- مبلغ: ۸۶,۰۰۰ تومان
- مبلغ: ۹۱,۰۰۰ تومان
Purpose: This work’s purpose was to define a model that both describes the evolution of the emotional stages of individuals during perceived negative organizational change and explains the evolution of their behavioural patterns and the effects on relationships with social environments (family, friends, co-workers, supervisor and organization). Design/Methodology/Approach: A qualitative methodological research design was adopted, using individual interviews as the primary method of qualitative data collection. Fifteen people who experienced perceived negative organizational changes participated. Findings: Through empirical qualitative research, an adapted Kübler-Ross (1969) model was used as a starting point. Co-occurrence analysis of the interviews led to the combination of the first two stages (denial and anger) of this model because they always appeared together. Two new stages (revising and deserting), based on the research of Schalk and Roe (2007), complete the model. Subsequently, the model comprised six emotional stages: denial and anger, bargaining, depression, revising, deserting and acceptance. Results show that individuals can move freely between the first four stages, but deserting and acceptance are always the final stages. Experiencing these emotional stages can influence relationships between individuals and their social environments. During denial and anger and bargaining, relationships with family, friends and co-workers improve, but during depression, relationships with family and friends deteriorate, but because co-workers become much more important, those relationships improve. Relationships with supervisors deteriorate during denial and anger and depression but remain stable during bargaining. Research limitations: Time’s passage became an inconvenience accounted for during data collection. Over time, separate events can be confused, and nuances that were once determinants can be eliminated. Longitudinal studies at various stages of the change process would complement these results. Practical implications: These results can guide managers in foreseeing and anticipating actions that would reduce the emotional impact of organizational change and mitigate the impact of individuals’ negative emotions on the organization. Originality: This paper extends existing theory about the strategies of coping and organizational changes.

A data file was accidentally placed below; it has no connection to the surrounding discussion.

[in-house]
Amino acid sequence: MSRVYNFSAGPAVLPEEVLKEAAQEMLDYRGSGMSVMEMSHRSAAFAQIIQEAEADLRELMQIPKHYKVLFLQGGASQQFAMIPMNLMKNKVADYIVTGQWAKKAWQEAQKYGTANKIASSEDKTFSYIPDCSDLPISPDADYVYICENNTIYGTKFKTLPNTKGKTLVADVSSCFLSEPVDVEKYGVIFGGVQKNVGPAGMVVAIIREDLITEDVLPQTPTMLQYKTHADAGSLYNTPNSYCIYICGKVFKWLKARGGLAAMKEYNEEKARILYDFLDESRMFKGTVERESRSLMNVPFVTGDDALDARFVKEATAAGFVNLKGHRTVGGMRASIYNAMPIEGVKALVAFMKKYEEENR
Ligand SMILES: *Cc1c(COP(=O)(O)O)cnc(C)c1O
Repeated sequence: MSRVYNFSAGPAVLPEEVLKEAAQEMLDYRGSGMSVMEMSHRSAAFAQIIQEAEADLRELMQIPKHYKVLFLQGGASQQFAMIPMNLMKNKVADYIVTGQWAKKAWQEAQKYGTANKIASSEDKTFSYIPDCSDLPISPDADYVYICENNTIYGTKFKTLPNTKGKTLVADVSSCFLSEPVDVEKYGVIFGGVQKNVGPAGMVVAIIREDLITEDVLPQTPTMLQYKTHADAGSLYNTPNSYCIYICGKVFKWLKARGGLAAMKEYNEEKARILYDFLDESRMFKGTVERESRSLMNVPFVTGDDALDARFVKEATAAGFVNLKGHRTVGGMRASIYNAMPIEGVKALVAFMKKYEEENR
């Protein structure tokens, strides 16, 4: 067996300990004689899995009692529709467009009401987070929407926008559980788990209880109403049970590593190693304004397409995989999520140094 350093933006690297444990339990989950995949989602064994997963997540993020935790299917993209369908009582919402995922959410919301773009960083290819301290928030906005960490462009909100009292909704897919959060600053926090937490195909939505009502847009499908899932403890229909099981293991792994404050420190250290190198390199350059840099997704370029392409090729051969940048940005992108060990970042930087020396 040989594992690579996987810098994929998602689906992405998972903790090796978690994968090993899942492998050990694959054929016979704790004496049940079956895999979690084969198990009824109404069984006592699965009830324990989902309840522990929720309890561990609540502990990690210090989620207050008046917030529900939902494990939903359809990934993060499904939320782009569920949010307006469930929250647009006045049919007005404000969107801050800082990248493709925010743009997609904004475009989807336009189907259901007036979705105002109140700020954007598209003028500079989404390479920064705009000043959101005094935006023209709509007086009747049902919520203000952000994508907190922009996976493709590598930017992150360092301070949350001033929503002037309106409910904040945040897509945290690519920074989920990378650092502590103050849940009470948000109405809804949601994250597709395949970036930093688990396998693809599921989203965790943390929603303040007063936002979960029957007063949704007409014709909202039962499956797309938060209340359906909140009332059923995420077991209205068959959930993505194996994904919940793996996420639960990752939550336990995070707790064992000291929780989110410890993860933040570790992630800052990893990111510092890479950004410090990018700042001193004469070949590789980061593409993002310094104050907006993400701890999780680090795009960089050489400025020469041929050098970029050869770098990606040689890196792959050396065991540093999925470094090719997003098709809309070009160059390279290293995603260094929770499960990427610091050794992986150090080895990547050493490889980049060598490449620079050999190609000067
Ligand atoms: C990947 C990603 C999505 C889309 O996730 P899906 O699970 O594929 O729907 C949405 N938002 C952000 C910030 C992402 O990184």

One purpose of this research was to define a model of the evolution of individuals’ emotional stages during a negatively-perceived organizational change process that will help explain the evolution of individuals’ behaviour patterns and how individuals’ relationships with their social environments (family, friends, co-workers, supervisor and organization) is affected. The starting point, the adapted Kübler-Ross model of stages of grief, was applied in this context because the model has already been used in previous studies of organizational change. The stages used in the field of medicine were always applied (e.g., Blau, 2008; Davey et al., 2013; Marks and Mirvis, 2001; Zell, 2003), so this study was designed specifically to verify the adaptability of the five stages of grief to the context of negatively-perceived organizational change. Although the literature defines some models of emotional stages during change processes (Liu and Perrewé, 2005), extant research does not focus on the feelings of loss that individuals experience during these processes (e.g., Rafferty and Griffin, 2006; Scheck and Kinicki, 2000). The Kübler-Ross model has been applied to loss processes (Worden, 1997) and was therefore adapted to organizational change processes.